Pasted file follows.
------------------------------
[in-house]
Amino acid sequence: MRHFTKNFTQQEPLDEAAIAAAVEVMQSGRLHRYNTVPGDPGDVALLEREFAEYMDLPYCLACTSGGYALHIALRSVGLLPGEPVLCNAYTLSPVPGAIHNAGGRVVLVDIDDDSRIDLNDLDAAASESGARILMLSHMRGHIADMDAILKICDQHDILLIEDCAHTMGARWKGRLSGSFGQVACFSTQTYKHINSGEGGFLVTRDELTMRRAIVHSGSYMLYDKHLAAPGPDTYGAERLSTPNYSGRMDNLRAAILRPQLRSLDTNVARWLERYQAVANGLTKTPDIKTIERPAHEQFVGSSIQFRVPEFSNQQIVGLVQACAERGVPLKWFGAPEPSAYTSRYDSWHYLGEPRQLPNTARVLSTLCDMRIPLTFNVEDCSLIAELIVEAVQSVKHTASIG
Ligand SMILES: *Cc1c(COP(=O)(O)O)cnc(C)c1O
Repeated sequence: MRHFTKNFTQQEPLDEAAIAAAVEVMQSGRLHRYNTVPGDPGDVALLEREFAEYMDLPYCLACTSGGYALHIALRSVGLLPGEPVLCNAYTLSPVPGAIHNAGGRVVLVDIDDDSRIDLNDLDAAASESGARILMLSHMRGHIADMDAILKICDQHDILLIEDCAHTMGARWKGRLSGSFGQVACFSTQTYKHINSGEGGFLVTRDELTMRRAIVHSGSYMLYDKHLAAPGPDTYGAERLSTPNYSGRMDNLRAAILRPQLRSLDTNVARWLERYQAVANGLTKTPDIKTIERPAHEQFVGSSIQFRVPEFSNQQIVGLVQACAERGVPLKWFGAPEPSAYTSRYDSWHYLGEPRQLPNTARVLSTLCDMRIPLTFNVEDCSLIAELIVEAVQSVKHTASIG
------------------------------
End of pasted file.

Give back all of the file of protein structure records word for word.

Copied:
[in-house]
Amino acid sequence: MRHFTKNFTQQEPLDEAAIAAAVEVMQSGRLHRYNTVPGDPGDVALLEREFAEYMDLPYCLACTSGGYALHIALRSVGLLPGEPVLCNAYTLSPVPGAIHNAGGRVVLVDIDDDSRIDLNDLDAAASESGARILMLSHMRGHIADMDAILKICDQHDILLIEDCAHTMGARWKGRLSGSFGQVACFSTQTYKHINSGEGGFLVTRDELTMRRAIVHSGSYMLYDKHLAAPGPDTYGAERLSTPNYSGRMDNLRAAILRPQLRSLDTNVARWLERYQAVANGLTKTPDIKTIERPAHEQFVGSSIQFRVPEFSNQQIVGLVQACAERGVPLKWFGAPEPSAYTSRYDSWHYLGEPRQLPNTARVLSTLCDMRIPLTFNVEDCSLIAELIVEAVQSVKHTASIG
Ligand SMILES: *Cc1c(COP(=O)(O)O)cnc(C)c1O
Repeated sequence: MRHFTKNFTQQEPLDEAAIAAAVEVMQSGRLHRYNTVPGDPGDVALLEREFAEYMDLPYCLACTSGGYALHIALRSVGLLPGEPVLCNAYTLSPVPGAIHNAGGRVVLVDIDDDSRIDLNDLDAAASESGARILMLSHMRGHIADMDAILKICDQHDILLIEDCAHTMGARWKGRLSGSFGQVACFSTQTYKHINSGEGGFLVTRDELTMRRAIVHSGSYMLYDKHLAAPGPDTYGAERLSTPNYSGRMDNLRAAILRPQLRSLDTNVARWLERYQAVANGLTKTPDIKTIERPAHEQFVGSSIQFRVPEFSNQQIVGLVQACAERGVPLKWFGAPEPSAYTSRYDSWHYLGEPRQLPNTARVLSTLCDMRIPLTFNVEDCSLIAELIVEAVQSVKHTASIG